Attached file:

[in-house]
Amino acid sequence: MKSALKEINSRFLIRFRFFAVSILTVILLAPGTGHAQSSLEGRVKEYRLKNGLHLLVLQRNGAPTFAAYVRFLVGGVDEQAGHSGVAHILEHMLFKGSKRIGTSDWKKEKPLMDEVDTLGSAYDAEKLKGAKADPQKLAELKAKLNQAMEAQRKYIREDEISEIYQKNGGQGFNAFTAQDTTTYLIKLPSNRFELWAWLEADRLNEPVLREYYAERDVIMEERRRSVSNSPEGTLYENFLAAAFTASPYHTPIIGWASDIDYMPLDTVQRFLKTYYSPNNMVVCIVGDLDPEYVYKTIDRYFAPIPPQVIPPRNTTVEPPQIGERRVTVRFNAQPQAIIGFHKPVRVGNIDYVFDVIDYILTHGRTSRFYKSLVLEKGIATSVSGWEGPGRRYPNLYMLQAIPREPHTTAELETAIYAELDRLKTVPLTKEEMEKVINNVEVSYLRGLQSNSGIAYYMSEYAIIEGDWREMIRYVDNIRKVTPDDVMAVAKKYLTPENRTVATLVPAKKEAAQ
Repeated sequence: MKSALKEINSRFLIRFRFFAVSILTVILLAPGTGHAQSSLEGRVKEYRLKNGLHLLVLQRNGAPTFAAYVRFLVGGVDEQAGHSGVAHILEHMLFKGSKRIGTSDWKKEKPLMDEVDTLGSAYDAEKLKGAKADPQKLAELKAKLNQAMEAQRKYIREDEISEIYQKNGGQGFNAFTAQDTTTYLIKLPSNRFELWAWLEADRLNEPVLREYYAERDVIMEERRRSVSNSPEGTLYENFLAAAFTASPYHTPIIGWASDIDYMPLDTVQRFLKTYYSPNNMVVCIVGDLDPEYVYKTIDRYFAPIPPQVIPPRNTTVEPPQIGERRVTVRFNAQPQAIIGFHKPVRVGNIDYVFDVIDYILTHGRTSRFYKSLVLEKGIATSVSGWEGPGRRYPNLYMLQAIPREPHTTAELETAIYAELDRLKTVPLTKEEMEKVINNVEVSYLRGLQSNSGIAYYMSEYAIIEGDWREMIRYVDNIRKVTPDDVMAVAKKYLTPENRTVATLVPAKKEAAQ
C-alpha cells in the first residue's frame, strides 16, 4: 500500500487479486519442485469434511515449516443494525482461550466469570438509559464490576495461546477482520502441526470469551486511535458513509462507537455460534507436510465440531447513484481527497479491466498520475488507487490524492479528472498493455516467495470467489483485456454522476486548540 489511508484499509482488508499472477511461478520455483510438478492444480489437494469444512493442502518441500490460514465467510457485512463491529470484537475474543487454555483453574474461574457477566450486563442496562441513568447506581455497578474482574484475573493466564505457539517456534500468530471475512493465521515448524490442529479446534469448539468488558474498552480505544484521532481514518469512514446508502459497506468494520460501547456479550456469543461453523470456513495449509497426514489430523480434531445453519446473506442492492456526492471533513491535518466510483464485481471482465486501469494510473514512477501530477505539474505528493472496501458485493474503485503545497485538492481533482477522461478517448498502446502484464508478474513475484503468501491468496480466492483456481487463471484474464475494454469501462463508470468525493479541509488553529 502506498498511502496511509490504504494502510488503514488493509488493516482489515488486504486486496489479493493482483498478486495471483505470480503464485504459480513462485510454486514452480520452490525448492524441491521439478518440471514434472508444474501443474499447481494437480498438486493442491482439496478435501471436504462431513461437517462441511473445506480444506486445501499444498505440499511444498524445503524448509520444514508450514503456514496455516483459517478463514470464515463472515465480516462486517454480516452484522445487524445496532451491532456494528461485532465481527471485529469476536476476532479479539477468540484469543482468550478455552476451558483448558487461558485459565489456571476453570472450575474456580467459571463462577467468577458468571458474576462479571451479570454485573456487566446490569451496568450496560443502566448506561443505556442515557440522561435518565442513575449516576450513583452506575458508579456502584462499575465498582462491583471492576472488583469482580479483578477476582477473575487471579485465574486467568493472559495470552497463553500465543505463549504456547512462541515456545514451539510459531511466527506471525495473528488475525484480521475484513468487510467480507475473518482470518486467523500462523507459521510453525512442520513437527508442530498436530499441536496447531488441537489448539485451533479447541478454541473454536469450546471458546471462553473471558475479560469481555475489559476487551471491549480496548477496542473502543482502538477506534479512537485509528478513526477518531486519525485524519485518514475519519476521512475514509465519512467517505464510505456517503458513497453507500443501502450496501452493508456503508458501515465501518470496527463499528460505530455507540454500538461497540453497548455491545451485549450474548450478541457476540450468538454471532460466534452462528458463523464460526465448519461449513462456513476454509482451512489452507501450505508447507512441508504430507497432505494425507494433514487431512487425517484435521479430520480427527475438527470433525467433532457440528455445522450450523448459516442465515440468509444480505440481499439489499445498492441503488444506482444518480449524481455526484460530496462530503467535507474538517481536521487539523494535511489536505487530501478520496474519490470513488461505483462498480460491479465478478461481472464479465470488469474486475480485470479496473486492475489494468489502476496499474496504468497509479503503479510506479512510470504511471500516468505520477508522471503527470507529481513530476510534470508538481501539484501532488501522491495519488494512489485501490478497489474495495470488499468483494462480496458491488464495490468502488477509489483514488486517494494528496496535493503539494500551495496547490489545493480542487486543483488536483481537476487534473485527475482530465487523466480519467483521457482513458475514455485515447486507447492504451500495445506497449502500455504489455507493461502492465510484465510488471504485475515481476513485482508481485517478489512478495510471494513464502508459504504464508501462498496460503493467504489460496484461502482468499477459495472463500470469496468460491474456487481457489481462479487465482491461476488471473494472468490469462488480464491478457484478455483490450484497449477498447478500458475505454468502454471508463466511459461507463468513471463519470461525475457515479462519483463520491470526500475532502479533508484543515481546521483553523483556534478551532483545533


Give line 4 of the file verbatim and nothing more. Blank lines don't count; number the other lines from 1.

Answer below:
C-alpha cells in the first residue's frame, strides 16, 4: 500500500487479486519442485469434511515449516443494525482461550466469570438509559464490576495461546477482520502441526470469551486511535458513509462507537455460534507436510465440531447513484481527497479491466498520475488507487490524492479528472498493455516467495470467489483485456454522476486548540 489511508484499509482488508499472477511461478520455483510438478492444480489437494469444512493442502518441500490460514465467510457485512463491529470484537475474543487454555483453574474461574457477566450486563442496562441513568447506581455497578474482574484475573493466564505457539517456534500468530471475512493465521515448524490442529479446534469448539468488558474498552480505544484521532481514518469512514446508502459497506468494520460501547456479550456469543461453523470456513495449509497426514489430523480434531445453519446473506442492492456526492471533513491535518466510483464485481471482465486501469494510473514512477501530477505539474505528493472496501458485493474503485503545497485538492481533482477522461478517448498502446502484464508478474513475484503468501491468496480466492483456481487463471484474464475494454469501462463508470468525493479541509488553529 502506498498511502496511509490504504494502510488503514488493509488493516482489515488486504486486496489479493493482483498478486495471483505470480503464485504459480513462485510454486514452480520452490525448492524441491521439478518440471514434472508444474501443474499447481494437480498438486493442491482439496478435501471436504462431513461437517462441511473445506480444506486445501499444498505440499511444498524445503524448509520444514508450514503456514496455516483459517478463514470464515463472515465480516462486517454480516452484522445487524445496532451491532456494528461485532465481527471485529469476536476476532479479539477468540484469543482468550478455552476451558483448558487461558485459565489456571476453570472450575474456580467459571463462577467468577458468571458474576462479571451479570454485573456487566446490569451496568450496560443502566448506561443505556442515557440522561435518565442513575449516576450513583452506575458508579456502584462499575465498582462491583471492576472488583469482580479483578477476582477473575487471579485465574486467568493472559495470552497463553500465543505463549504456547512462541515456545514451539510459531511466527506471525495473528488475525484480521475484513468487510467480507475473518482470518486467523500462523507459521510453525512442520513437527508442530498436530499441536496447531488441537489448539485451533479447541478454541473454536469450546471458546471462553473471558475479560469481555475489559476487551471491549480496548477496542473502543482502538477506534479512537485509528478513526477518531486519525485524519485518514475519519476521512475514509465519512467517505464510505456517503458513497453507500443501502450496501452493508456503508458501515465501518470496527463499528460505530455507540454500538461497540453497548455491545451485549450474548450478541457476540450468538454471532460466534452462528458463523464460526465448519461449513462456513476454509482451512489452507501450505508447507512441508504430507497432505494425507494433514487431512487425517484435521479430520480427527475438527470433525467433532457440528455445522450450523448459516442465515440468509444480505440481499439489499445498492441503488444506482444518480449524481455526484460530496462530503467535507474538517481536521487539523494535511489536505487530501478520496474519490470513488461505483462498480460491479465478478461481472464479465470488469474486475480485470479496473486492475489494468489502476496499474496504468497509479503503479510506479512510470504511471500516468505520477508522471503527470507529481513530476510534470508538481501539484501532488501522491495519488494512489485501490478497489474495495470488499468483494462480496458491488464495490468502488477509489483514488486517494494528496496535493503539494500551495496547490489545493480542487486543483488536483481537476487534473485527475482530465487523466480519467483521457482513458475514455485515447486507447492504451500495445506497449502500455504489455507493461502492465510484465510488471504485475515481476513485482508481485517478489512478495510471494513464502508459504504464508501462498496460503493467504489460496484461502482468499477459495472463500470469496468460491474456487481457489481462479487465482491461476488471473494472468490469462488480464491478457484478455483490450484497449477498447478500458475505454468502454471508463466511459461507463468513471463519470461525475457515479462519483463520491470526500475532502479533508484543515481546521483553523483556534478551532483545533